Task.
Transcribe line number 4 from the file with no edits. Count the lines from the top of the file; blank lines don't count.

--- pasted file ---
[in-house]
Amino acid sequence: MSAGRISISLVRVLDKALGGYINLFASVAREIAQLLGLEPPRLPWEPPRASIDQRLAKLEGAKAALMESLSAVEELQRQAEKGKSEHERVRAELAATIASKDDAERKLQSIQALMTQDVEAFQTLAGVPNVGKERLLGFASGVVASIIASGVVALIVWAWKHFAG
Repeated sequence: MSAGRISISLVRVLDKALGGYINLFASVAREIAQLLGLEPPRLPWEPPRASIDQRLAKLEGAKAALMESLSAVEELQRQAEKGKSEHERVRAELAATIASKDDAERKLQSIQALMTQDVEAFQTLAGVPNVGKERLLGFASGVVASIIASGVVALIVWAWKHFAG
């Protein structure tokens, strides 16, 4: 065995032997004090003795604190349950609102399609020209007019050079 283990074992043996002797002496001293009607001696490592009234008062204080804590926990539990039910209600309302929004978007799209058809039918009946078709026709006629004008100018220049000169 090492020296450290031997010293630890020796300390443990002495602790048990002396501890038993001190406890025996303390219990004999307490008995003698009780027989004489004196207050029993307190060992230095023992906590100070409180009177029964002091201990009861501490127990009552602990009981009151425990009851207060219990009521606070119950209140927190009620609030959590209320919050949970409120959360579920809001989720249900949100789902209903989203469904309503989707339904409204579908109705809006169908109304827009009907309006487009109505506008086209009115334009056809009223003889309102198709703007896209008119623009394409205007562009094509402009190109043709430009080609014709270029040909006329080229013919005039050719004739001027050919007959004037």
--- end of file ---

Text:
């Protein structure tokens, strides 16, 4: 065995032997004090003795604190349950609102399609020209007019050079 283990074992043996002797002496001293009607001696490592009234008062204080804590926990539990039910209600309302929004978007799209058809039918009946078709026709006629004008100018220049000169 090492020296450290031997010293630890020796300390443990002495602790048990002396501890038993001190406890025996303390219990004999307490008995003698009780027989004489004196207050029993307190060992230095023992906590100070409180009177029964002091201990009861501490127990009552602990009981009151425990009851207060219990009521606070119950209140927190009620609030959590209320919050949970409120959360579920809001989720249900949100789902209903989203469904309503989707339904409204579908109705809006169908109304827009009907309006487009109505506008086209009115334009056809009223003889309102198709703007896209008119623009394409205007562009094509402009190109043709430009080609014709270029040909006329080229013919005039050719004739001027050919007959004037």